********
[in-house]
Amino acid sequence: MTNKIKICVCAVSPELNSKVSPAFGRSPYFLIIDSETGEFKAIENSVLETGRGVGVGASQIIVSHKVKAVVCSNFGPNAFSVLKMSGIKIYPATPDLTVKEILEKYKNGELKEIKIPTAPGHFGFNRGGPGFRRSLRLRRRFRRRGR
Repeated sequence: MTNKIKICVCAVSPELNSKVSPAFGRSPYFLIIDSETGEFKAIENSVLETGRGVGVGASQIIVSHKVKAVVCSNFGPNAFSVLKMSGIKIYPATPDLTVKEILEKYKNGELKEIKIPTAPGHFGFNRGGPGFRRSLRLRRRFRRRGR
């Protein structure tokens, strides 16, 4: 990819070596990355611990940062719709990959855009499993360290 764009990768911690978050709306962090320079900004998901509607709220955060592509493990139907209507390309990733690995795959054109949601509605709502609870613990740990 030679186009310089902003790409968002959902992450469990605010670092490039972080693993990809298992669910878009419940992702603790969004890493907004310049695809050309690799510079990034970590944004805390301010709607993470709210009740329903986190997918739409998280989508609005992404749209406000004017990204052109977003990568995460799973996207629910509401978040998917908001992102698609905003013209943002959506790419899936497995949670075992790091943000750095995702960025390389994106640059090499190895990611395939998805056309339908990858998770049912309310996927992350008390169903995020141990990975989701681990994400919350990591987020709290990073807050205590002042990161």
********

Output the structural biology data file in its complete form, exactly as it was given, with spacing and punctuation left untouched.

[in-house]
Amino acid sequence: MTNKIKICVCAVSPELNSKVSPAFGRSPYFLIIDSETGEFKAIENSVLETGRGVGVGASQIIVSHKVKAVVCSNFGPNAFSVLKMSGIKIYPATPDLTVKEILEKYKNGELKEIKIPTAPGHFGFNRGGPGFRRSLRLRRRFRRRGR
Repeated sequence: MTNKIKICVCAVSPELNSKVSPAFGRSPYFLIIDSETGEFKAIENSVLETGRGVGVGASQIIVSHKVKAVVCSNFGPNAFSVLKMSGIKIYPATPDLTVKEILEKYKNGELKEIKIPTAPGHFGFNRGGPGFRRSLRLRRRFRRRGR
């Protein structure tokens, strides 16, 4: 990819070596990355611990940062719709990959855009499993360290 764009990768911690978050709306962090320079900004998901509607709220955060592509493990139907209507390309990733690995795959054109949601509605709502609870613990740990 030679186009310089902003790409968002959902992450469990605010670092490039972080693993990809298992669910878009419940992702603790969004890493907004310049695809050309690799510079990034970590944004805390301010709607993470709210009740329903986190997918739409998280989508609005992404749209406000004017990204052109977003990568995460799973996207629910509401978040998917908001992102698609905003013209943002959506790419899936497995949670075992790091943000750095995702960025390389994106640059090499190895990611395939998805056309339908990858998770049912309310996927992350008390169903995020141990990975989701681990994400919350990591987020709290990073807050205590002042990161």